Conserve Wildlife Blog

Turkey Time: Spotlighting the Wild Turkey

November 25th, 2020

by Meaghan Lyon, CWF Biologist

A wild turkey spotted in a Manitoban provincial park. Photo by Vince Pahkala.

Over the years, the wild turkey (Meleagris gallopavo) has been widely domesticated for food and has become part of this country’s heritage for Thanksgiving dinner. There is evidence that Native Americans have been hunting turkeys as early as 1000 A.D. Each year, over 46 million turkeys are eaten each year on Thanksgiving – but how much do you really know about the turkey?

Instead of our holiday emblem, the wild turkey nearly found a drastically different role in American culture. Ben Franklin proposed it to be the official bird of the United States, and though some say he did it in jest, he praised the turkey as “a true original native of America…a bird of courage…and a much more respectable bird” than the bald eagle!

In the early 1900’s, the wild turkey was nearly wiped out from overhunting, but today there are wild turkeys in nearly every state. Turkeys can live between 3-5 years and have over 3,000 feathers at maturity. Despite being the heaviest bird among the family of Galliformes or ground fowl, the turkey can fly at an astonishing speed of 55 mph (in short spurts) and can run up to 20 mph.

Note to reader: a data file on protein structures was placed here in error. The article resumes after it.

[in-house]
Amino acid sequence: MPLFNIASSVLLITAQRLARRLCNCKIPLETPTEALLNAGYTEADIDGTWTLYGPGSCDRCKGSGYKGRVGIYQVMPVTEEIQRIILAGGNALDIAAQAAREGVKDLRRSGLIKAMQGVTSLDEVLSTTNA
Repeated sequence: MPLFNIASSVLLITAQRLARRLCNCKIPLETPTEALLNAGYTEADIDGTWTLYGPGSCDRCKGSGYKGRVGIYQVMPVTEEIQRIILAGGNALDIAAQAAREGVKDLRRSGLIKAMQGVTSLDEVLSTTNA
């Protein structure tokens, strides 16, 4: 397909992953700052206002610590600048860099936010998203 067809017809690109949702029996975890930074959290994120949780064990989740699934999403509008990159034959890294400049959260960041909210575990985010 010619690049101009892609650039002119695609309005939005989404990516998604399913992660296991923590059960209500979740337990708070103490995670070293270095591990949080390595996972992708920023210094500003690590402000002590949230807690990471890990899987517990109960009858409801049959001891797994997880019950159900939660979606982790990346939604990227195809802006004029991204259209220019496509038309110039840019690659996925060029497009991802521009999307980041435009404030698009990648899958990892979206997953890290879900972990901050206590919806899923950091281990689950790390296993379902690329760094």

Wild Turkey (Meleagris gallopavo), photographed in Eastern United States.

Turkeys have excellent sight with color vision and they are able to see movement over 100 yards away. Turkeys flock together during the day and then roost in groups during the night on tree branches. These special birds even have a dance named after them, the turkey trot!

Consider this an ode to the turkey, the main dish many households are so thankful for each year!

Meaghan Lyon is a biologist with Conserve Wildlife Foundation.

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